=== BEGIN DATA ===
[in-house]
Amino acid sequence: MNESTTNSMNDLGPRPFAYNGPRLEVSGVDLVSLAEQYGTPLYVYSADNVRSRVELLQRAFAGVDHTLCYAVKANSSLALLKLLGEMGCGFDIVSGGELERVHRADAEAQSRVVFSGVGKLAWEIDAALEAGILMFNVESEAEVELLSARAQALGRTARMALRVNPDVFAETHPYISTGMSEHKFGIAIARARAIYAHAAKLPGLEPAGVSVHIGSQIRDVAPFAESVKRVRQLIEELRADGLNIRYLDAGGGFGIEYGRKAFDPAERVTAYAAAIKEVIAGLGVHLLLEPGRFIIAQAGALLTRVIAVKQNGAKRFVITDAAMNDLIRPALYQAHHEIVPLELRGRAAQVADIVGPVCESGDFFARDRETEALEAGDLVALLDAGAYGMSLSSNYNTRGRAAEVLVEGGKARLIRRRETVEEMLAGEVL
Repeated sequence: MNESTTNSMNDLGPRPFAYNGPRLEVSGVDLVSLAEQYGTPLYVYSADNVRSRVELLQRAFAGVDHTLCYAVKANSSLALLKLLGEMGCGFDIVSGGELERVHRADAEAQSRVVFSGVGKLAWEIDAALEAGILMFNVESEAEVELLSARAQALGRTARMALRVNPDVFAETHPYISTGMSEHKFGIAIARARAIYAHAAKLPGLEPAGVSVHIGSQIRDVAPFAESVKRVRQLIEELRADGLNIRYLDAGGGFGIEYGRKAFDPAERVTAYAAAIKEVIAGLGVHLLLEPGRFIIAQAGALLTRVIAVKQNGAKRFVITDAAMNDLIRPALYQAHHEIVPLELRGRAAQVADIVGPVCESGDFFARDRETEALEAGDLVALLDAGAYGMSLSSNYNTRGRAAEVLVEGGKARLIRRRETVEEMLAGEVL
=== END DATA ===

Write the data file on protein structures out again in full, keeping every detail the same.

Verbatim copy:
[in-house]
Amino acid sequence: MNESTTNSMNDLGPRPFAYNGPRLEVSGVDLVSLAEQYGTPLYVYSADNVRSRVELLQRAFAGVDHTLCYAVKANSSLALLKLLGEMGCGFDIVSGGELERVHRADAEAQSRVVFSGVGKLAWEIDAALEAGILMFNVESEAEVELLSARAQALGRTARMALRVNPDVFAETHPYISTGMSEHKFGIAIARARAIYAHAAKLPGLEPAGVSVHIGSQIRDVAPFAESVKRVRQLIEELRADGLNIRYLDAGGGFGIEYGRKAFDPAERVTAYAAAIKEVIAGLGVHLLLEPGRFIIAQAGALLTRVIAVKQNGAKRFVITDAAMNDLIRPALYQAHHEIVPLELRGRAAQVADIVGPVCESGDFFARDRETEALEAGDLVALLDAGAYGMSLSSNYNTRGRAAEVLVEGGKARLIRRRETVEEMLAGEVL
Repeated sequence: MNESTTNSMNDLGPRPFAYNGPRLEVSGVDLVSLAEQYGTPLYVYSADNVRSRVELLQRAFAGVDHTLCYAVKANSSLALLKLLGEMGCGFDIVSGGELERVHRADAEAQSRVVFSGVGKLAWEIDAALEAGILMFNVESEAEVELLSARAQALGRTARMALRVNPDVFAETHPYISTGMSEHKFGIAIARARAIYAHAAKLPGLEPAGVSVHIGSQIRDVAPFAESVKRVRQLIEELRADGLNIRYLDAGGGFGIEYGRKAFDPAERVTAYAAAIKEVIAGLGVHLLLEPGRFIIAQAGALLTRVIAVKQNGAKRFVITDAAMNDLIRPALYQAHHEIVPLELRGRAAQVADIVGPVCESGDFFARDRETEALEAGDLVALLDAGAYGMSLSSNYNTRGRAAEVLVEGGKARLIRRRETVEEMLAGEVL